That's within the context of a particular request. I mentioned in my last email that in the context of a request, a client and a server are merely playing that role for that particular communication.
The 2.0 spec even suggests peer-to-peer capability:
Most 2.0 implementations should consider trying to handle 1.0 objects, even if not the peer-to-peer and class hinting aspects of 1.0.
I've reviewed many network protocol specs, and there is a very distinct line between p2p and client/server protocols. In client/server protocols, the role of each party is absolutely clear and the protocol is asymmetric based on their distinctive roles. In JSON-RPC, the protocol is naturally peer-to-peer because there are no preassigned roles, and all messages can go either direction.
But the JSON-RPC spec leaves many aspects completely unaddressed, such as the encoding used, separation between messages, and even the transport, leaving wild variations of so-called JSON-RPC messages in transports that are clearly client-server. For example JSON-RPC over HTTP is clearly a one-message, client-server protocol because HTTP is client-server. But that client-server nature isn't from JSON-RPC itself, which is fundamentally a p2p protocol.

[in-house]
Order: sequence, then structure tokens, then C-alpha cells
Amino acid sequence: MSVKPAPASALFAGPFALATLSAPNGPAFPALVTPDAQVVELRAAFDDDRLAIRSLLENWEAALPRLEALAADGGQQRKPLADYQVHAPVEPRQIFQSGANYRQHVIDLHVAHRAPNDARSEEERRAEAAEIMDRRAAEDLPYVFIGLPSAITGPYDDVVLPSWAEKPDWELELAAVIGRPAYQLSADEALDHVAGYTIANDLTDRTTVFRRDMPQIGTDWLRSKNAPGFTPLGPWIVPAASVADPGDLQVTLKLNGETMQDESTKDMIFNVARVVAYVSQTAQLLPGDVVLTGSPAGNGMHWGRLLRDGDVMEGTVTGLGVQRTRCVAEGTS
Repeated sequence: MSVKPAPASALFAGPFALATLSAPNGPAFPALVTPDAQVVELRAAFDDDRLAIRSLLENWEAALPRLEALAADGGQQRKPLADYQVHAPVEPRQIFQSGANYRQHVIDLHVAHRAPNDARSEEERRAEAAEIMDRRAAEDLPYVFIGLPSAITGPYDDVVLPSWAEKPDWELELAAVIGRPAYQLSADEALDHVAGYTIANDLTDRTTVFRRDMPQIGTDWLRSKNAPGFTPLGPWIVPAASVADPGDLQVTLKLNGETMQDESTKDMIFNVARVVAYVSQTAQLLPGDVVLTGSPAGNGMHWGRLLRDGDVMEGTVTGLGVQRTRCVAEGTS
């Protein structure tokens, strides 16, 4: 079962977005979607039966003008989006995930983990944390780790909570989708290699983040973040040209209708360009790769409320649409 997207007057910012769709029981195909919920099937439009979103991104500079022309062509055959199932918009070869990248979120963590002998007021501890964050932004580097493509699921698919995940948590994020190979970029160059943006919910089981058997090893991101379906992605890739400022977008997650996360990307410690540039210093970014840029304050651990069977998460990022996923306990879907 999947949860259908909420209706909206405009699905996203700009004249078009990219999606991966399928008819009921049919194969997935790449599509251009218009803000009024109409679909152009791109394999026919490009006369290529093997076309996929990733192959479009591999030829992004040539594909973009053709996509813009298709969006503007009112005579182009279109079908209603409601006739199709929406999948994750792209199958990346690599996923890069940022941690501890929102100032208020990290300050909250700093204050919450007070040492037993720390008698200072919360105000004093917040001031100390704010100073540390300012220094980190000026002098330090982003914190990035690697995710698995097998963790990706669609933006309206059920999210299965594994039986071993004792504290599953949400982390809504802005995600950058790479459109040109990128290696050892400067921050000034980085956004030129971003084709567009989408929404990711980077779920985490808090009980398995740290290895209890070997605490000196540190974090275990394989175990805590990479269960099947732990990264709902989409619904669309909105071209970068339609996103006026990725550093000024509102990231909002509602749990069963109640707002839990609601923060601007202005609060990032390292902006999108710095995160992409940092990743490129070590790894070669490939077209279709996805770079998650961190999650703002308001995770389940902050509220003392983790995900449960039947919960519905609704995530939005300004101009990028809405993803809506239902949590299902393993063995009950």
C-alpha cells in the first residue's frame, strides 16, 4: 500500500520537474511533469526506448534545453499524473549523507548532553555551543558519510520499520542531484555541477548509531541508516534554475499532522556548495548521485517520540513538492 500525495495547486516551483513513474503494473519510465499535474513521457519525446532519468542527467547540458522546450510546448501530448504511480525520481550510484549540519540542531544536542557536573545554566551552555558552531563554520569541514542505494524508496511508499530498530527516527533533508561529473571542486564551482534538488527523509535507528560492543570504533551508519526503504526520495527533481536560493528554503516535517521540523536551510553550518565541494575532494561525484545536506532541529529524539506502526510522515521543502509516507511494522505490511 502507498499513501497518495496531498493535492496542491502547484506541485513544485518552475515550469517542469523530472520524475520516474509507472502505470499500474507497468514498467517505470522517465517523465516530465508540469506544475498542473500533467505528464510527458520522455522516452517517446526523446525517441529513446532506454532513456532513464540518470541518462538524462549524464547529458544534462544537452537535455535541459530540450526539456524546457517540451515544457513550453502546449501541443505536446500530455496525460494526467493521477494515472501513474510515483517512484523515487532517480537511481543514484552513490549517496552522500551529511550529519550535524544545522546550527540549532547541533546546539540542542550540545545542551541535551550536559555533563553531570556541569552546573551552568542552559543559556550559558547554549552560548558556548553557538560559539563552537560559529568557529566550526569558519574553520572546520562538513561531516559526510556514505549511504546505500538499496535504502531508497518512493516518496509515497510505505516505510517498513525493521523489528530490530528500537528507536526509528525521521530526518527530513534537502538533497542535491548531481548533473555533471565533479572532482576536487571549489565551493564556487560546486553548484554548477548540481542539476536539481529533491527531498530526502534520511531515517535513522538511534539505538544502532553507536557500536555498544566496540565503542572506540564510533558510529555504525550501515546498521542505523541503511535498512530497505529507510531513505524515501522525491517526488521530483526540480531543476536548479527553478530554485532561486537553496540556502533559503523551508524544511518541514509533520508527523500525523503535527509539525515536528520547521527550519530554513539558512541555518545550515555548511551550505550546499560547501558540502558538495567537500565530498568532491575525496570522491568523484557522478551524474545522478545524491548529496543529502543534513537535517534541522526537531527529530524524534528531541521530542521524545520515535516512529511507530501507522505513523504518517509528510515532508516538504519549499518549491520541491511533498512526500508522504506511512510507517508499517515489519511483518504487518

Anyway, I won't quibble any more on the subject. I freely admit that the json-rpc spec isn't as precise as I'd like it to be, which leaves interpretation open. I don't feel compelled to convince anyone of my interpretation.
But as the original question was interested in p2p scenarios, I will emphatically state that JSON-RPC does work great in P2P configurations, and that's all I use it for. The original question also asked for implementations that supported P2P, which I also provided.
So let's please not criticize the community for responding with an answer that helped the original asker. :)
If perhaps you're offended because you felt my answer undercut implementations that expose only a client or only a server role, well, I'm sorry you felt offended. But yes, I do have a lesser opinion of implementations that only expose a part of what JSON-RPC can do, unless of course they offer the protocol over a transport that is fundamentally client-server as I mentioned.